Terry Forde, the president and chief executive officer of Adventist HealthCare, has held those positions since April 2014.[24] He was previously the organization’s chief operating officer and executive vice president.

Additional Adventist HealthCare executives include, James G. Lee, executive vice president and chief financial officer, who is director of the HealthCare Financial Management Association (HFMA) board; Patrick Garrett, M.D., senior vice president of Physician Integration/Innovation and president of Adventist Medical Group; Susan L. Glover, senior vice president, chief quality and integrity officer, who is a board member for the Maryland Patient Safety Center and Maryland Healthcare Education Institute Board of Trustees;[25] and Marta Brito Pèrez, vice president of human resources and chief human resources officer.[26]

See also[edit]


  1. ^ Jasinski, Agnes (June 13, 2007). "From the Sanitarium to a future beyond the city". Gazette. Retrieved 2 March 2012. 
  2. ^ Plaia, Jennifer. "Shady Grove Adventist Hospital Marks 30 Years of Care". Adventist HealthCare. Retrieved 2 March 2012. 
  3. ^ "Provider Profile". CARF International. Retrieved 17 July 2012. 
  4. ^ Park, Kathy (June 26, 2012). "Treadsense helping people recover mobility". ABC News. Retrieved 17 July 2012. 
  5. ^ Taylor, Andre (June 9, 2011). "Rockville doctor shares Haiti experience with upcounty group". Gazette. Retrieved 1 March 2012. 
  6. ^ Bottino, Barry. "Nurses Offer Know-How". Retrieved 1 March 2012. 
  7. ^ Plumb, Tierney (December 5, 2008). "Washington Adventist Hospital gets OK to relocate". Washington Business Journal. Retrieved 1 March 2012. 
  8. ^ Aratani, Lori (January 23, 2009). "Adventist Hospital, FDA Ink Partnership Deal". Washington Post. Retrieved 1 March 2012. 
  9. ^ Arias, Jeremy (February 25, 2009). "Hospital provides $250K to primary care clinic". Gazette. Retrieved 1 March 2012. 
  10. ^ Schulte, Drew, Fred, James (December 21, 2001). bal-te.hospitaldebt21dec21,0,2142300.story?page=3 "In their debt". The Baltimore Sun. Retrieved 1 March 2012. 
  11. ^ "Maryland Hospital Community Benefits Report FY 2010". 
  12. ^ Hagler, Gina. "Conference Examines How Poverty Hinders Health". Retrieved 1 March 2012.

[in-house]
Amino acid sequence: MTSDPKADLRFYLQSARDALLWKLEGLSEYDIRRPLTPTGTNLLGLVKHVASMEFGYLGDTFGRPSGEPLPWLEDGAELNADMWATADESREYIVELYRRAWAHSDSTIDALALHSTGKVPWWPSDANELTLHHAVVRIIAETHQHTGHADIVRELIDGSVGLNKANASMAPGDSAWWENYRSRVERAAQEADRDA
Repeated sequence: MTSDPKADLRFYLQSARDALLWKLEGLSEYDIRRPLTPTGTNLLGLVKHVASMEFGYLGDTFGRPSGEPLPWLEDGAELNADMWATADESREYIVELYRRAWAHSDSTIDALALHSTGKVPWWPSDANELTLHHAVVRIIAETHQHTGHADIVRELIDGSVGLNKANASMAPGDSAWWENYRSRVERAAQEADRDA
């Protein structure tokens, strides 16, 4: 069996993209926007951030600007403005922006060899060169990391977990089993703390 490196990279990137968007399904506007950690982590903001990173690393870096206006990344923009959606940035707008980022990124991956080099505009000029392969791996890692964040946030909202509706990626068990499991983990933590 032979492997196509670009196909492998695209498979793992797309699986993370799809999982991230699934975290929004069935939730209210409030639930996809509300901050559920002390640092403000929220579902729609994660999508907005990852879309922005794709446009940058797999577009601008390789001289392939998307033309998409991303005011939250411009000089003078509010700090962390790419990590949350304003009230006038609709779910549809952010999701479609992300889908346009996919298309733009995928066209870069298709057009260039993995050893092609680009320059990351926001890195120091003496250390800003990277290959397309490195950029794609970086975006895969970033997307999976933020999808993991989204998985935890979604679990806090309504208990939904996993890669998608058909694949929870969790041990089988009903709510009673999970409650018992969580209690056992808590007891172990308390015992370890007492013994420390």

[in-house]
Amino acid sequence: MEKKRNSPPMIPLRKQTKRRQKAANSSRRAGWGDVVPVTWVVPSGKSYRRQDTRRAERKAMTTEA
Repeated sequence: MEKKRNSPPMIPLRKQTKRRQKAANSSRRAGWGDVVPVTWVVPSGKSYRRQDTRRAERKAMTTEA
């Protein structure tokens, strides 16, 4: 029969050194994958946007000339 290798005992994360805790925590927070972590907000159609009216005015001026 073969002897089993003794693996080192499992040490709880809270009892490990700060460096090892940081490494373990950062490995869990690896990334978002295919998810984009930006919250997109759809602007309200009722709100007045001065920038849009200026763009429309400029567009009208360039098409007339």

13. ^ Martin, Maria (July 21, 2011). "Health Connection: Healthcare Systems". Retrieved 17 July 2012. 
  14. ^ "Maryland Health Quality and Cost Council". Maryland Department of Health and Mental Hygiene. The State of Maryland. Retrieved 17 July 2012. 
  15. ^ "Health Disparities Workgroup Final Report and Recommendations". Maryland Health Quality and Cost Council. The University of Maryland School of Medicine. Retrieved 17 July 2012. 
  16. ^ Sands, Sean (December 21, 2005). "Panel created to plan health center". Gazette. Retrieved 1 March 2012. 
  17. ^ "Health Disparities". U.S. National Library of Medicine. 
  18. ^ Vaughn, Peggy (March 7, 2007). "Cross-cultural remedies for health care disparities". Gazette. Retrieved 1 March 2012. 
  19. ^ Robbins, Lindsey (January 20, 2012). "Maryland providers applaud plan to cut health care disparities". Gazette. Retrieved 1 March 2012. 
  20. ^ "Maryland's Adventist HealthCare Selects eClinicalWorks". eClinical Works. eClinical Works. Retrieved 17 July 2012. 
  21. ^ "ELECTRONIC HEALTH RECORDS AT A GLANCE". Centers for Medicare & Medicaid Services. Retrieved 17 July 2012. 
  22. ^ Sedam, Sean (April 5, 2012). "Adventist HealthCare Conference Addresses Electronic Health Records". Retrieved 17 July 2012. 
  23. ^ Fischer, Ben (November 25, 2011). "Adventist strikes deal with D.C. doctors’ group". Washington Business Journal. Retrieved 1 March 2012. 
  24. ^
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  26. ^